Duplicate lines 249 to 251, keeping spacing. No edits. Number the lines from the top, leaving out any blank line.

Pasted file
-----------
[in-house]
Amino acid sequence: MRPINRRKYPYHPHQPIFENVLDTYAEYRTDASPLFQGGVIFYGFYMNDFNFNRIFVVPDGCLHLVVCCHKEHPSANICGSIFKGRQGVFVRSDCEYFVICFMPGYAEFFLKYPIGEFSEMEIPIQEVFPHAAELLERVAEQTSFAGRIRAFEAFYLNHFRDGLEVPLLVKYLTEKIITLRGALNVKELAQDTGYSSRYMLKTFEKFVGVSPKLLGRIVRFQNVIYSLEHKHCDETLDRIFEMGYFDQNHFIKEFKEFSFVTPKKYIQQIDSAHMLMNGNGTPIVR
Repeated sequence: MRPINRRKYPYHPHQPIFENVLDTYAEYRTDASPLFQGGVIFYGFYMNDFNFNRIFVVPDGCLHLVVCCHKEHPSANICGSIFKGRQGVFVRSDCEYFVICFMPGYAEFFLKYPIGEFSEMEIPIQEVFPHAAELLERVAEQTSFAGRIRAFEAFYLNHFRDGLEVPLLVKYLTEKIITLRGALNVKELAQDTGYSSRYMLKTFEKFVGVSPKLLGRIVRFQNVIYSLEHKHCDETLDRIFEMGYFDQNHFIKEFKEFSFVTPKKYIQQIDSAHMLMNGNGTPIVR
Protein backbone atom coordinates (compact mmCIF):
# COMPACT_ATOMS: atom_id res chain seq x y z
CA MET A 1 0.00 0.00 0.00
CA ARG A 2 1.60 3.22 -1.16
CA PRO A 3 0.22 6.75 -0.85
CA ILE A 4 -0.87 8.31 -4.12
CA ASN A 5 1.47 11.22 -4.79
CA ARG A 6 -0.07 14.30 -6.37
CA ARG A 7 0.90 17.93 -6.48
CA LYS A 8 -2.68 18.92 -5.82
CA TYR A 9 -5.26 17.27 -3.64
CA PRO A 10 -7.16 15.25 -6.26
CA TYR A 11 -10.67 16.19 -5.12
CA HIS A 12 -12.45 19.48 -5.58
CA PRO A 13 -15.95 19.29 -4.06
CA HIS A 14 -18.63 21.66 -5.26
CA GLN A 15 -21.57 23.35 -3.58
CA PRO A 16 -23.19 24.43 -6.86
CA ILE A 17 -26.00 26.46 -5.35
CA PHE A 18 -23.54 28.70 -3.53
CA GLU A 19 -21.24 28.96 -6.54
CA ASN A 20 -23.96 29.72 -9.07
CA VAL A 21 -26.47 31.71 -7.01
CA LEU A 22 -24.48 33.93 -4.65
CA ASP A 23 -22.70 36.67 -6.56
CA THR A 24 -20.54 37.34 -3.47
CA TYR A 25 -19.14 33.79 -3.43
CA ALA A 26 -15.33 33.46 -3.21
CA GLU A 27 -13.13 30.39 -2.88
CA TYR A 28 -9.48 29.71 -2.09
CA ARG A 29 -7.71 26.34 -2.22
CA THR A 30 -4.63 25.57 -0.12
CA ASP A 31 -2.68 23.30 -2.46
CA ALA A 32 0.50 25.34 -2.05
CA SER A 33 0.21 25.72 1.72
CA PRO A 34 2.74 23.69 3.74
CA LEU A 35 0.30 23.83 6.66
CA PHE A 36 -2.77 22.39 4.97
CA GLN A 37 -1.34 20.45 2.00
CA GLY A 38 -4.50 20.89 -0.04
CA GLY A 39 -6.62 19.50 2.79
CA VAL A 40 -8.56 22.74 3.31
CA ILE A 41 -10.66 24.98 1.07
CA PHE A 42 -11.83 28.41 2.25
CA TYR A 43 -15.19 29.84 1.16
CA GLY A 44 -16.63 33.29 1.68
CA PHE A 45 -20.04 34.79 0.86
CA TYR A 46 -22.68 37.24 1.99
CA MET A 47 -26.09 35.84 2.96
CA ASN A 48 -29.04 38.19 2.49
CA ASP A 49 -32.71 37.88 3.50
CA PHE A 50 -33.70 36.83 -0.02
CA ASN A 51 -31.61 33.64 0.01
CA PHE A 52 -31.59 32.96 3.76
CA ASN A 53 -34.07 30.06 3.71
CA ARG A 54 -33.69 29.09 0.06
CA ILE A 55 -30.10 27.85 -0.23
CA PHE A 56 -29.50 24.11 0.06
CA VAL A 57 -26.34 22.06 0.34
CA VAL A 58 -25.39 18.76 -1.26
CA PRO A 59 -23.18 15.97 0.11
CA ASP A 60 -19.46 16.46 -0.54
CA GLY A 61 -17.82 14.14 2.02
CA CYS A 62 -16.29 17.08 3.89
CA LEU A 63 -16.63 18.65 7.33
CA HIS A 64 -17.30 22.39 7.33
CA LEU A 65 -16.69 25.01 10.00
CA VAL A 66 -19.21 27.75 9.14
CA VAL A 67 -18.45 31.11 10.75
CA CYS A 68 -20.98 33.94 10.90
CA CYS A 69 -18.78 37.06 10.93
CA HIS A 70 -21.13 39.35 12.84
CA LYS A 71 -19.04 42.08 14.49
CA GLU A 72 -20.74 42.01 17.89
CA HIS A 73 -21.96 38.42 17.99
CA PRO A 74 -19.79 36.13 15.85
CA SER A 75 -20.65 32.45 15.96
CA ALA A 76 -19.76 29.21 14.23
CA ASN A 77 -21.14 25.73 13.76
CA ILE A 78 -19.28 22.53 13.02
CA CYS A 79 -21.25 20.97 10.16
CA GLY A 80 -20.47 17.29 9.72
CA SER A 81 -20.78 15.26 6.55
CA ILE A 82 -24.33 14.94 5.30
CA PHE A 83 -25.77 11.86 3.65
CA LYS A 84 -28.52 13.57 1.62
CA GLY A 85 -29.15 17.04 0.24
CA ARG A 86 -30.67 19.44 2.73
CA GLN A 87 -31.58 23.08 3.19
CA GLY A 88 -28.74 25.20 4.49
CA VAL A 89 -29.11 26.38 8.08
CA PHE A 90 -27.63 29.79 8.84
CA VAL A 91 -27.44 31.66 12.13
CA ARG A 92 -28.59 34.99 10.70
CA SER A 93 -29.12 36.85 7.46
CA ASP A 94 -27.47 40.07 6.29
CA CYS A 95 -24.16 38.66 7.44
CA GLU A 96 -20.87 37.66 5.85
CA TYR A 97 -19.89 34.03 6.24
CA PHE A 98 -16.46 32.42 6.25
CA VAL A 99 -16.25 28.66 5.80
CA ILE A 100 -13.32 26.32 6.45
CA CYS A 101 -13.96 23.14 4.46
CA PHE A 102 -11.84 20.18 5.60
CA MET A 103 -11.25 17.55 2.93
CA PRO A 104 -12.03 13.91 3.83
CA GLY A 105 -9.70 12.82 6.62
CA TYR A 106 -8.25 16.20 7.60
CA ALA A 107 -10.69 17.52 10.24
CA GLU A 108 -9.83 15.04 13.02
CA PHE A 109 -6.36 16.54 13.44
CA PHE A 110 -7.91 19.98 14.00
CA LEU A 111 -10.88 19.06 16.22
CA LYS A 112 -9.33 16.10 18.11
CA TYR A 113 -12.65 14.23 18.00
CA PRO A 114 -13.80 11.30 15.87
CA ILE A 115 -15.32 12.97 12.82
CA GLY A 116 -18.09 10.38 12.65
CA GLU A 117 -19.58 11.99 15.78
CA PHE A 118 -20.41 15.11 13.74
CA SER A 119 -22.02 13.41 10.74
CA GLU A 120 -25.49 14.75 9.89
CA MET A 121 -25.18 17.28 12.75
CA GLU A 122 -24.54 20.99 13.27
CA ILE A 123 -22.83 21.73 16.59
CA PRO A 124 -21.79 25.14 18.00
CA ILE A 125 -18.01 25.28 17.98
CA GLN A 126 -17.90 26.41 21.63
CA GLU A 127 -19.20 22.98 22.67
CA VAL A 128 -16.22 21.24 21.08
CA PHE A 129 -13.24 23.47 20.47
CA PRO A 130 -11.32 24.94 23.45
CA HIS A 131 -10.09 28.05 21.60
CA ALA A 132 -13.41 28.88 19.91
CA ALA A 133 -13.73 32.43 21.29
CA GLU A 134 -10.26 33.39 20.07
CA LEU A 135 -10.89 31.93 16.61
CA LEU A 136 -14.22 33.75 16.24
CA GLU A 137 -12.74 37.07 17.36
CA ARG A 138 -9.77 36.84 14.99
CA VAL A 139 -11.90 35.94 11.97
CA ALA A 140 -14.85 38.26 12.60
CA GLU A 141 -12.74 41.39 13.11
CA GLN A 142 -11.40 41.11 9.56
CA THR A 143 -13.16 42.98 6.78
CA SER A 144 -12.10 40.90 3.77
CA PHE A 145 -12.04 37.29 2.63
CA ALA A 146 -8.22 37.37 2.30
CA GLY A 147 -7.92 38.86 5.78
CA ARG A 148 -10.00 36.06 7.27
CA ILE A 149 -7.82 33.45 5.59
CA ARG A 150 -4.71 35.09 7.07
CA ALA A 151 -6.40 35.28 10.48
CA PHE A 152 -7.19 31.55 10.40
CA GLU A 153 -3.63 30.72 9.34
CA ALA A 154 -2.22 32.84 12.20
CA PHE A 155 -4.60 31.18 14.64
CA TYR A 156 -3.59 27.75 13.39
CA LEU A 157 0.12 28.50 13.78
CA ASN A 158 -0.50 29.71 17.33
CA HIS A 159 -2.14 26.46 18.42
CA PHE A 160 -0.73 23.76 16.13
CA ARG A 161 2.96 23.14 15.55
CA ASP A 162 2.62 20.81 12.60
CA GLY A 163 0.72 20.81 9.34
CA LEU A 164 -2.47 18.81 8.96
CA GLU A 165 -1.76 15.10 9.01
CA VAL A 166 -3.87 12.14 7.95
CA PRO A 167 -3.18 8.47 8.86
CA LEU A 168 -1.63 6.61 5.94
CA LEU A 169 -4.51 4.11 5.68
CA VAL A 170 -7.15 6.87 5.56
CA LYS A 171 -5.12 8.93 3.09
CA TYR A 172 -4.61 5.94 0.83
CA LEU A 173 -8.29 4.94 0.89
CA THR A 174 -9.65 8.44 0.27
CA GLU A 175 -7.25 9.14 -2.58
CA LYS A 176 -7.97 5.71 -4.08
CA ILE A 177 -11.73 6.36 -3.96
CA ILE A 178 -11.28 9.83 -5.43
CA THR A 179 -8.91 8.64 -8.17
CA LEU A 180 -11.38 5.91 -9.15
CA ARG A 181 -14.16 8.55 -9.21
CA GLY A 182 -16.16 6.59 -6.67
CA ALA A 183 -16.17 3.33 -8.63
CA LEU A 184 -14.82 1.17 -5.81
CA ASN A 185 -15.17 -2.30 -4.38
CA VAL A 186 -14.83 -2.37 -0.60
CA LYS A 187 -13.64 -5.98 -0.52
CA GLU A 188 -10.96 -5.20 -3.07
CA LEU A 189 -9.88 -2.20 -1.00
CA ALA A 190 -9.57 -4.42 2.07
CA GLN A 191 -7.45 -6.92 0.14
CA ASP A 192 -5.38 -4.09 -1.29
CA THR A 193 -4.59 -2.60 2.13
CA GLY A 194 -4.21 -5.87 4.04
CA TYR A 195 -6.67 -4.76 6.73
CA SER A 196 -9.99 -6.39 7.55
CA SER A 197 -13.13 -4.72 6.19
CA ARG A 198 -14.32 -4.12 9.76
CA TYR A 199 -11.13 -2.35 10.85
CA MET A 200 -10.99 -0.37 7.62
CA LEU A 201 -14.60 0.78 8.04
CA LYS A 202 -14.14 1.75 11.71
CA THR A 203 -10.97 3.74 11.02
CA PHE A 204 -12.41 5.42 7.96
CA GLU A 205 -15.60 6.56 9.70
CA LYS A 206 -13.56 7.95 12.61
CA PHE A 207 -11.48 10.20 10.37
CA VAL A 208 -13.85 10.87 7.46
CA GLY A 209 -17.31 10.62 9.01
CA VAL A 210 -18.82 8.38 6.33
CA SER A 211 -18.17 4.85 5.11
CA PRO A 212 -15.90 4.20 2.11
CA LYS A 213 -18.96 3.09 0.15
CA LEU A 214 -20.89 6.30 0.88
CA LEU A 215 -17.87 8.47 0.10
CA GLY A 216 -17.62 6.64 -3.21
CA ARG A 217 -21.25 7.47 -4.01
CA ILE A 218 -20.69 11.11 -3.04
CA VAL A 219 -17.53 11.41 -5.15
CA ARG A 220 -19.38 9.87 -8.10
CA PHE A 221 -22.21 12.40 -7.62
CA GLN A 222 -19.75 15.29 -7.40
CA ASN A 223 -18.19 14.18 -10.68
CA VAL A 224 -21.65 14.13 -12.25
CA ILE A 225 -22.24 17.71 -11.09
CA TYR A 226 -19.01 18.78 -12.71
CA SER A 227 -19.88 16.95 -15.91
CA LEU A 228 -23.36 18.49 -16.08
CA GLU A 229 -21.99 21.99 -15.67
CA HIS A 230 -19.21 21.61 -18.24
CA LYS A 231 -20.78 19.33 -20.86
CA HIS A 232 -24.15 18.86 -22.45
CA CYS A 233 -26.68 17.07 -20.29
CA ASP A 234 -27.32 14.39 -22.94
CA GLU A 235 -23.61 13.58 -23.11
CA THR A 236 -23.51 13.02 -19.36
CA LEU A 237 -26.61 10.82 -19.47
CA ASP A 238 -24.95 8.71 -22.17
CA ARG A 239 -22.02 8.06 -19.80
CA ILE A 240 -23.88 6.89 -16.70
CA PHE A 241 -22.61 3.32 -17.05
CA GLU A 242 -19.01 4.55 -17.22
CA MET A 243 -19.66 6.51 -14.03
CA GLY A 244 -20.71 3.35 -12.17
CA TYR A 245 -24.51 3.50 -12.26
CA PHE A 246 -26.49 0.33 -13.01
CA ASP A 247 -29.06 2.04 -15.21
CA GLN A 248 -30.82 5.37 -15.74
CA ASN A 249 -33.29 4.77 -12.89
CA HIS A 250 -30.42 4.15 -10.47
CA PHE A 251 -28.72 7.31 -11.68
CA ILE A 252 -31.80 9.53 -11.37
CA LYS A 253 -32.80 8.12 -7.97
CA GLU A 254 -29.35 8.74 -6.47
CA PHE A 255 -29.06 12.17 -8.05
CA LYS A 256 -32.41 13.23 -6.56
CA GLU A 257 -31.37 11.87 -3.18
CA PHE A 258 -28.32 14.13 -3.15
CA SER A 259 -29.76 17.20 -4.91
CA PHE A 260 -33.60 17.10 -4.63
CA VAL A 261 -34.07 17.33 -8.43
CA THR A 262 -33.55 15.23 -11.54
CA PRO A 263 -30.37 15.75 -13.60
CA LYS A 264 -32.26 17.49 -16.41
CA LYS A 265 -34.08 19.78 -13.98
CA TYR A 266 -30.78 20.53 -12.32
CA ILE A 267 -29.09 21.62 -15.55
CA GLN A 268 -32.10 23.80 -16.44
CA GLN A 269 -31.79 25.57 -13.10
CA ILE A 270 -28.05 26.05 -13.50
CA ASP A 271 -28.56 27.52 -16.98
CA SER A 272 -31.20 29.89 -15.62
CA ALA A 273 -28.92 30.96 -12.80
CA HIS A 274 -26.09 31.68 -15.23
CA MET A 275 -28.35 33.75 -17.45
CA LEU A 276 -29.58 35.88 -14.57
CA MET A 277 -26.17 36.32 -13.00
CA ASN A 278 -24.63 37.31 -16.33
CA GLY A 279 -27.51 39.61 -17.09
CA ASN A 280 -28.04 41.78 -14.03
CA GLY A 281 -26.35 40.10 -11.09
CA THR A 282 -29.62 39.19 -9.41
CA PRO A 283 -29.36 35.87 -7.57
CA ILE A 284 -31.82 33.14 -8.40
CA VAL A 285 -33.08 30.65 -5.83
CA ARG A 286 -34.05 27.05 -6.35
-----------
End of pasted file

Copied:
CA GLY A 244 -20.71 3.35 -12.17
CA TYR A 245 -24.51 3.50 -12.26
CA PHE A 246 -26.49 0.33 -13.01